Here's an example. After the Massachusetts special Senate election, Democracy For America commissioned a poll to find out what issues affected the outcome. These tables, which I've transcribed from the poll show the attitudes toward health care reform of the people who voted for Barack Obama in 2008, but voted for Republican candidate Scott Brown yesterday. These are only three questions out of all of them, but for me, they're the most important:
|QUESTION: Would you favor or oppose the national government offering everyone the choice of a government administered health insurance plan -- something like the Medicare coverage that people 65 and older get -- that would compete with private health insurance plans?|
Note that overall, and among independents, the public option is favored more than 6 to 1. Even among Republicans, the margin is nearly 3 to 1. These are only the people who voted for Obama in 2008 and for Brown in 2010, but they represent the sort of folks who supported Obama, and in all likelihood had considered voting for other Democrats, as recently as 2008.
Now, let's look at how they felt about the individual mandate:
|QUESTION: Would you favor or oppose requiring all Americans to buy health insurance from private companies -- the so-called mandate -- even if they find insurance too expensive or do not want it?|
These swing voters are against the mandate by roughly 2 to 1.
Of course, how strongly voters feel about this issue is important:
|QUESTION: Is the issue of national health care reform very important, somewhat important, or not important when deciding how or if to vote?|
Roughly a third think it is very important, and others think it somewhat important. That's a fairly large block of voters who will be influenced by how Democrats do on the health care bill.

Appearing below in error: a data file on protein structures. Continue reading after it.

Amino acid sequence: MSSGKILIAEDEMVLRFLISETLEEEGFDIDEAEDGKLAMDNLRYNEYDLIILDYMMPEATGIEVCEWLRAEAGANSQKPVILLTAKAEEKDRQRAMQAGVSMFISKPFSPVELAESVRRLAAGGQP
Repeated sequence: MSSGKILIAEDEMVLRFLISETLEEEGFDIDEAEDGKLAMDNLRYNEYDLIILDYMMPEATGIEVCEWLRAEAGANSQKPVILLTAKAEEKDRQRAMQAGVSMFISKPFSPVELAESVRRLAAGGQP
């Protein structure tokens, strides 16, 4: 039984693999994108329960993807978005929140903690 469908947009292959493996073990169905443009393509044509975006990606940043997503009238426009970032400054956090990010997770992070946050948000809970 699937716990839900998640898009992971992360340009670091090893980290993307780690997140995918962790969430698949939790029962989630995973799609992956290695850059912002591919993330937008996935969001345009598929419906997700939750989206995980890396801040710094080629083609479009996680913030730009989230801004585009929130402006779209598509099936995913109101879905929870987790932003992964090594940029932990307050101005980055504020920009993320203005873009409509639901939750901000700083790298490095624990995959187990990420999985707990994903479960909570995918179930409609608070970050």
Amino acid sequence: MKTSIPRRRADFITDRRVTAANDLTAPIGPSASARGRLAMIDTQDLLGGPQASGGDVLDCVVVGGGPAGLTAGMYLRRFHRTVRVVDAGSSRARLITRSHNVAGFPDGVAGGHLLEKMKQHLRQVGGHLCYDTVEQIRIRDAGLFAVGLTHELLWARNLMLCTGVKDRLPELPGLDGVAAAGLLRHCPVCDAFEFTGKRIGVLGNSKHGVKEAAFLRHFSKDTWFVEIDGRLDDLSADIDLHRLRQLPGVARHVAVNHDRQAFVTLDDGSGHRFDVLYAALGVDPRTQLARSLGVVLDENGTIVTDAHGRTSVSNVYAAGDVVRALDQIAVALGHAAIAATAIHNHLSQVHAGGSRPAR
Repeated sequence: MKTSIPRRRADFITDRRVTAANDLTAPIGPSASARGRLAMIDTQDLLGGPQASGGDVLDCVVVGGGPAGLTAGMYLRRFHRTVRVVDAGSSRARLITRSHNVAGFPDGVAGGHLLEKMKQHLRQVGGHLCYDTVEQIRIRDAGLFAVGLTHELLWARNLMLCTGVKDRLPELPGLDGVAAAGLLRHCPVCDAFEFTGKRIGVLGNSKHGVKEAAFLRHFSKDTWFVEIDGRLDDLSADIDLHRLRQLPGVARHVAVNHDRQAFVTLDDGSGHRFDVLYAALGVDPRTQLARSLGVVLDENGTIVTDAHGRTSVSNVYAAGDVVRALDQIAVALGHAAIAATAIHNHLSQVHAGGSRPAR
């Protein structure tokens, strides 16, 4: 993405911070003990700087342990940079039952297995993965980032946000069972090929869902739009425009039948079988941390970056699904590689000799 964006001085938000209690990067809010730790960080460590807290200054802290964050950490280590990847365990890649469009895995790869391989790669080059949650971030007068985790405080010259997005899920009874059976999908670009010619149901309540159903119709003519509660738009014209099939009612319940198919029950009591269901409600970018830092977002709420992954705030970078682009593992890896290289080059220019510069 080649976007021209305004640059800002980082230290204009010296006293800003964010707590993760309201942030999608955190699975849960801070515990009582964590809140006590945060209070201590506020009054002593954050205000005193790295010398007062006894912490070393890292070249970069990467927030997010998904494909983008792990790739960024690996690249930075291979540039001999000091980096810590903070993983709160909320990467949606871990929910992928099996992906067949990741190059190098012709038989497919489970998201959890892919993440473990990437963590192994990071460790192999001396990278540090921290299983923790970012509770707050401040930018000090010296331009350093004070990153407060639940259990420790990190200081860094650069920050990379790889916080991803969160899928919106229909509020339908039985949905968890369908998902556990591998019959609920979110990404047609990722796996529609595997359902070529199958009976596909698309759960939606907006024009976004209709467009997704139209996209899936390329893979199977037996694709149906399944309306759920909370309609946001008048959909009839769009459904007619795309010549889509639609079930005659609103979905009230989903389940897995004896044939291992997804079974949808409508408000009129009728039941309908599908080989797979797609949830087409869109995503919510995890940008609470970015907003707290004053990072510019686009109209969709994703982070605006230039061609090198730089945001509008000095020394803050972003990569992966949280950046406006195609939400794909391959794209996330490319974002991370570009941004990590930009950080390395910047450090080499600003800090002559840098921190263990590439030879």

The numbers were similar among voters who stayed home.
These people represent most of the swing between the victories Democrats enjoyed in 2008 and their defeat in 2010. They also generally gave Democrats and the President low marks on their handling of the economy, which nearly half of both groups described as being very important. But a great many people did not vote for Martha Coakley because they didn't like the way health care is being handled.
I urge anyone who is really interested in how the country is thinking about this issue and the economy to check out the entire poll. I don't find them in the least bit surprising, except for the strength of feeling among Republicans for a public option, which was almost 3 to 1 in favor.
The Senate health care "reform" bill, which does not have public option, and does have an individual mandate, is still being mentioned as the one that Congress intends to pass. Why in the world would any professional politician think this was a good idea? Not only does it have the problem of being exactly what swing voters overwhelmingly do not want, it also restricts abortions by denying federal subsidies for any insurance policy that covers them.
I've explained my disdain for the argument that passing that bill was better than not passing a bill at all. That disdain covered both the fact that the bill makes the situation worse for most Americans, not better, and that I didn't think that any poor or middle class American who understood that bill would appreciate it.
So, to all you people who thought that I and anyone else with the temerity to express that opinion were just hopeless dumbasses, do you want to talk to us like we're intelligent human beings now and explain why you think the way you do? Because I'm sure not seeing it in these numbers.
Better yet, maybe you want to rethink what it is you know.
UPDATE: Over at FireDogLake, Neil has a diary listing things you can do to push the Democrats in a better direction.